China defends deployment of naval ship to Japan-claimed islands

By Elizabeth Shim
China defends deployment of naval ship to Japan-claimed islands
Japanese and Chinese ships warned each other in disputed waters in the East China Sea on Thursday. Photo by MC1 Michael Russell/U.S. Navy/UPI | License Photo

Jan. 11 (UPI) -- China defended the deployment of a naval vessel to the Japan-claimed Senkakus, also known as the Diaoyutai Islands, after Japan issued a warning about the latest move from Beijing's military.

Beijing's foreign ministry spokesman Lu Kang said Thursday China was exercising its territorial rights in its naval deployment.


"The Diaoyutai Islands are a natural part of Chinese territory," Lu said, adding Japan began the provocations.

"Two naval vessels of Japan's self-defense forces first entered the access zone," the Chinese spokesman said. "China's decision to guard the sovereignty of the Diaoyutai territory is unshaken."

RELATED Iran holds out hope for survivors on burning oil tanker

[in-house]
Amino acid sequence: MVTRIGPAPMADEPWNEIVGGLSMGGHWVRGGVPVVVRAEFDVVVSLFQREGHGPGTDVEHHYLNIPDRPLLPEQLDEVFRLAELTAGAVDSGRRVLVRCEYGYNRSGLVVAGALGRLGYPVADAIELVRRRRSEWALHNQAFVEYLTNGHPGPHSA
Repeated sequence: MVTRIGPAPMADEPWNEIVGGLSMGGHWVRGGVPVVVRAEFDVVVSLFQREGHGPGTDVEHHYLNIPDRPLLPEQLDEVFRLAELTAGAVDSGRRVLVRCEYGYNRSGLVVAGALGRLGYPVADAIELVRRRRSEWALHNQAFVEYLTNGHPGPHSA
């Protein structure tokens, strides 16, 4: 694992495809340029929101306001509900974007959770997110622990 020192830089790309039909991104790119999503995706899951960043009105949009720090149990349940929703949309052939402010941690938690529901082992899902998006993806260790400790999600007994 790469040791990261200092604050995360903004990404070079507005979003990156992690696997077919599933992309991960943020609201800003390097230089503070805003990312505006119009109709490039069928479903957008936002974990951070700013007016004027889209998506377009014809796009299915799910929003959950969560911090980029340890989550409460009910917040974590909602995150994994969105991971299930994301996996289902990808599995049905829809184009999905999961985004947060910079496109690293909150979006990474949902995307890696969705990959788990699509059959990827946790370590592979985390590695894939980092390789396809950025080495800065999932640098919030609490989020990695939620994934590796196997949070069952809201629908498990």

Lu also said Japanese actions in the East China Sea "cannot change the objective fact the Diaoyutai belong to China."

Top Japanese officials are viewing the situation differently, South Korean news service News 1 reported Thursday.

Chief Cabinet Secretary Yoshihide Suga told reporters Japan calls on China to "not engage in actions that impede the improvement of bilateral relations."

RELATED South Koreans split on footing bill for North Korea's Olympic delegation

"We will definitely defend our territory, territorial waters and airspace," Suga said.

Japan's defense ministry claimed China sent two submarines near Japan-claimed territory, including the Miyako Island in Okinawa and Taisho Island in the Senkakus.


Japan's NHK reported Japan mobilized a response near Taisho after a Chinese ship was detected in the zone adjacent to territorial waters.

RELATED Trump signs bipartisan bill to stop importation of synthetic opioids

Japan's military could be increasing its defense capabilities against China because of the incursions, the Asahi Shimbun reported Thursday.

Defense Minister Itsunori Onodera said the missile interceptor system Aegis Ashore, to be deployed in Japan, could be used to intercept Chinese cruise missiles, a statement that may not be well received in Beijing.

Onodera made the statement during a visit to Hawaii Thursday.

China retains a large number of cruise missiles and is developing a new missile that can reach speeds of up to Mach 5.

Latest Headlines


Follow Us